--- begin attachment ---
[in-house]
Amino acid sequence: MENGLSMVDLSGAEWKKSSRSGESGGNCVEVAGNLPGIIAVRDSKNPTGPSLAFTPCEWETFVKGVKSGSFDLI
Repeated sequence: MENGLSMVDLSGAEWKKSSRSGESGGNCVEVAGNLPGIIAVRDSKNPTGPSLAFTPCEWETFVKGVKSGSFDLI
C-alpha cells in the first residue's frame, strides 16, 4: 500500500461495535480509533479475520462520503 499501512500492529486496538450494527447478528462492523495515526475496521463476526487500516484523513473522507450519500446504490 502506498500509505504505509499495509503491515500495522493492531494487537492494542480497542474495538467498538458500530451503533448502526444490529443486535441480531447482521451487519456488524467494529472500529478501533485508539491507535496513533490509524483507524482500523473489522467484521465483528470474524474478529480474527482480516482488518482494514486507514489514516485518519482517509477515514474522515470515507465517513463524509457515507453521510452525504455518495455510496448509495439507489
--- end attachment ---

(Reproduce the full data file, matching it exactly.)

[in-house]
Amino acid sequence: MENGLSMVDLSGAEWKKSSRSGESGGNCVEVAGNLPGIIAVRDSKNPTGPSLAFTPCEWETFVKGVKSGSFDLI
Repeated sequence: MENGLSMVDLSGAEWKKSSRSGESGGNCVEVAGNLPGIIAVRDSKNPTGPSLAFTPCEWETFVKGVKSGSFDLI
C-alpha cells in the first residue's frame, strides 16, 4: 500500500461495535480509533479475520462520503 499501512500492529486496538450494527447478528462492523495515526475496521463476526487500516484523513473522507450519500446504490 502506498500509505504505509499495509503491515500495522493492531494487537492494542480497542474495538467498538458500530451503533448502526444490529443486535441480531447482521451487519456488524467494529472500529478501533485508539491507535496513533490509524483507524482500523473489522467484521465483528470474524474478529480474527482480516482488518482494514486507514489514516485518519482517509477515514474522515470515507465517513463524509457515507453521510452525504455518495455510496448509495439507489